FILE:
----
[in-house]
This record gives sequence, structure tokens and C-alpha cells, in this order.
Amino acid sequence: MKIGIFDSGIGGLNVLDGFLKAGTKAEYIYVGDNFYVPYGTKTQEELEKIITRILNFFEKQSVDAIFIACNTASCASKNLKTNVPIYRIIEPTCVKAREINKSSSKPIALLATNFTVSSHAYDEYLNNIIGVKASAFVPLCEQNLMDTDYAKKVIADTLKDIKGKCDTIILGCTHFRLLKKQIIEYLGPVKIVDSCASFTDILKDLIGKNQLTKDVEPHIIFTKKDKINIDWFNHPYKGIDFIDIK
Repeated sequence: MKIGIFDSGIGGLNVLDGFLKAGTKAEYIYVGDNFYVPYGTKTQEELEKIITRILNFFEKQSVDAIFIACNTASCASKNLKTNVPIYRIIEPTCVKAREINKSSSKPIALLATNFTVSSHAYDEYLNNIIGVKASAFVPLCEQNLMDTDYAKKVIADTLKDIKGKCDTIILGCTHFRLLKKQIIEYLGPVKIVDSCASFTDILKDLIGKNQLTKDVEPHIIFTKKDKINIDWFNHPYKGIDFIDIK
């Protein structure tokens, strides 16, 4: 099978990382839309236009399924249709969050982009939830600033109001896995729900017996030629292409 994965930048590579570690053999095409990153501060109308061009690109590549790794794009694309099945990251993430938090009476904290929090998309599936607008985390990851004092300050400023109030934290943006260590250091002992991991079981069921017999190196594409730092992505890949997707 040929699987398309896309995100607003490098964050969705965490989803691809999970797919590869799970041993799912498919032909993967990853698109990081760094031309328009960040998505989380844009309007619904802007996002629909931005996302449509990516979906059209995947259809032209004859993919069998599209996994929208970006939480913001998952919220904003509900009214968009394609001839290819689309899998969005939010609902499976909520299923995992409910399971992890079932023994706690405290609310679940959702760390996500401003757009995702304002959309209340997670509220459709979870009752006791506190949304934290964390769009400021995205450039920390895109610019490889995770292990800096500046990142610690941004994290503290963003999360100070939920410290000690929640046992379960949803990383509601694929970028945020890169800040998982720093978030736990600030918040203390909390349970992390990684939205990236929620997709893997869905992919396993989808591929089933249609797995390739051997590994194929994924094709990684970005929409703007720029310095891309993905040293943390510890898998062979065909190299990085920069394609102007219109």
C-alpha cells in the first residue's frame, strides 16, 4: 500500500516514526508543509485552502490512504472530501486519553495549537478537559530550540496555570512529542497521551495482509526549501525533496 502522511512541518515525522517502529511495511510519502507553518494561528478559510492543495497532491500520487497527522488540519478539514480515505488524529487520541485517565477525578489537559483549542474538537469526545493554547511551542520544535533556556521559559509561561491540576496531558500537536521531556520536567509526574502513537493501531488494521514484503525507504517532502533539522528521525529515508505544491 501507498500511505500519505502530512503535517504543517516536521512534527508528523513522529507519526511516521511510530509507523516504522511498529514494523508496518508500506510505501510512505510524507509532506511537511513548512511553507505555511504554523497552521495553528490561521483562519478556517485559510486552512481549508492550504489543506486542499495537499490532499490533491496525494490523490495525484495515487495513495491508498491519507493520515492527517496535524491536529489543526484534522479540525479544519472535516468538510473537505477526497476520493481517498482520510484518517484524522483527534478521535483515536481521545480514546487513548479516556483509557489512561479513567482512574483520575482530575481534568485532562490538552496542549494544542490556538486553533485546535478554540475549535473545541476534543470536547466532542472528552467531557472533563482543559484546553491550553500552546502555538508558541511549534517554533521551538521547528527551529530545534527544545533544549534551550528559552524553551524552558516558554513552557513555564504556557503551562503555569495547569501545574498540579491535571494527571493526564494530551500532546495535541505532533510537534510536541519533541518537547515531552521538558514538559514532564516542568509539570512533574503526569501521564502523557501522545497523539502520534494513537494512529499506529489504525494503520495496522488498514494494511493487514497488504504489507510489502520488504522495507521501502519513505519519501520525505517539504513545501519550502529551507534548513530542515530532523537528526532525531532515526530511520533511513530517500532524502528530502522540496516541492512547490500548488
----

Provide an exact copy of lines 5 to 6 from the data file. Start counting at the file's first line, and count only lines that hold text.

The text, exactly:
């Protein structure tokens, strides 16, 4: 099978990382839309236009399924249709969050982009939830600033109001896995729900017996030629292409 994965930048590579570690053999095409990153501060109308061009690109590549790794794009694309099945990251993430938090009476904290929090998309599936607008985390990851004092300050400023109030934290943006260590250091002992991991079981069921017999190196594409730092992505890949997707 040929699987398309896309995100607003490098964050969705965490989803691809999970797919590869799970041993799912498919032909993967990853698109990081760094031309328009960040998505989380844009309007619904802007996002629909931005996302449509990516979906059209995947259809032209004859993919069998599209996994929208970006939480913001998952919220904003509900009214968009394609001839290819689309899998969005939010609902499976909520299923995992409910399971992890079932023994706690405290609310679940959702760390996500401003757009995702304002959309209340997670509220459709979870009752006791506190949304934290964390769009400021995205450039920390895109610019490889995770292990800096500046990142610690941004994290503290963003999360100070939920410290000690929640046992379960949803990383509601694929970028945020890169800040998982720093978030736990600030918040203390909390349970992390990684939205990236929620997709893997869905992919396993989808591929089933249609797995390739051997590994194929994924094709990684970005929409703007720029310095891309993905040293943390510890898998062979065909190299990085920069394609102007219109």
C-alpha cells in the first residue's frame, strides 16, 4: 500500500516514526508543509485552502490512504472530501486519553495549537478537559530550540496555570512529542497521551495482509526549501525533496 502522511512541518515525522517502529511495511510519502507553518494561528478559510492543495497532491500520487497527522488540519478539514480515505488524529487520541485517565477525578489537559483549542474538537469526545493554547511551542520544535533556556521559559509561561491540576496531558500537536521531556520536567509526574502513537493501531488494521514484503525507504517532502533539522528521525529515508505544491 501507498500511505500519505502530512503535517504543517516536521512534527508528523513522529507519526511516521511510530509507523516504522511498529514494523508496518508500506510505501510512505510524507509532506511537511513548512511553507505555511504554523497552521495553528490561521483562519478556517485559510486552512481549508492550504489543506486542499495537499490532499490533491496525494490523490495525484495515487495513495491508498491519507493520515492527517496535524491536529489543526484534522479540525479544519472535516468538510473537505477526497476520493481517498482520510484518517484524522483527534478521535483515536481521545480514546487513548479516556483509557489512561479513567482512574483520575482530575481534568485532562490538552496542549494544542490556538486553533485546535478554540475549535473545541476534543470536547466532542472528552467531557472533563482543559484546553491550553500552546502555538508558541511549534517554533521551538521547528527551529530545534527544545533544549534551550528559552524553551524552558516558554513552557513555564504556557503551562503555569495547569501545574498540579491535571494527571493526564494530551500532546495535541505532533510537534510536541519533541518537547515531552521538558514538559514532564516542568509539570512533574503526569501521564502523557501522545497523539502520534494513537494512529499506529489504525494503520495496522488498514494494511493487514497488504504489507510489502520488504522495507521501502519513505519519501520525505517539504513545501519550502529551507534548513530542515530532523537528526532525531532515526530511520533511513530517500532524502528530502522540496516541492512547490500548488